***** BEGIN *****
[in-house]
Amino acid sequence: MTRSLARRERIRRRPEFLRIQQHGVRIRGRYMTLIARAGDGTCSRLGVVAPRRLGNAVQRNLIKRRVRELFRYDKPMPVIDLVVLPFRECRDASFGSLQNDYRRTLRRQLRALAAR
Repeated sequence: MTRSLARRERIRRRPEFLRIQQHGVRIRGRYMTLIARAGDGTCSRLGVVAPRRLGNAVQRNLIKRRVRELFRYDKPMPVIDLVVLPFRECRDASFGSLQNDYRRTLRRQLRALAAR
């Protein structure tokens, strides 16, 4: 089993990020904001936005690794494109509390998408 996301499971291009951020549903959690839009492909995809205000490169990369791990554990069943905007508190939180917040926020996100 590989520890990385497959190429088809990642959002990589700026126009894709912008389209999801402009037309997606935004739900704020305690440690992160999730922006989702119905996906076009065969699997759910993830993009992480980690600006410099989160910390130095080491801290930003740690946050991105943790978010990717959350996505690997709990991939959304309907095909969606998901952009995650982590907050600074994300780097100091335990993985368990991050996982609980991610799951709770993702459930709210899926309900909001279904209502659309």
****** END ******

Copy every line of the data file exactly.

[in-house]
Amino acid sequence: MTRSLARRERIRRRPEFLRIQQHGVRIRGRYMTLIARAGDGTCSRLGVVAPRRLGNAVQRNLIKRRVRELFRYDKPMPVIDLVVLPFRECRDASFGSLQNDYRRTLRRQLRALAAR
Repeated sequence: MTRSLARRERIRRRPEFLRIQQHGVRIRGRYMTLIARAGDGTCSRLGVVAPRRLGNAVQRNLIKRRVRELFRYDKPMPVIDLVVLPFRECRDASFGSLQNDYRRTLRRQLRALAAR
């Protein structure tokens, strides 16, 4: 089993990020904001936005690794494109509390998408 996301499971291009951020549903959690839009492909995809205000490169990369791990554990069943905007508190939180917040926020996100 590989520890990385497959190429088809990642959002990589700026126009894709912008389209999801402009037309997606935004739900704020305690440690992160999730922006989702119905996906076009065969699997759910993830993009992480980690600006410099989160910390130095080491801290930003740690946050991105943790978010990717959350996505690997709990991939959304309907095909969606998901952009995650982590907050600074994300780097100091335990993985368990991050996982609980991610799951709770993702459930709210899926309900909001279904209502659309």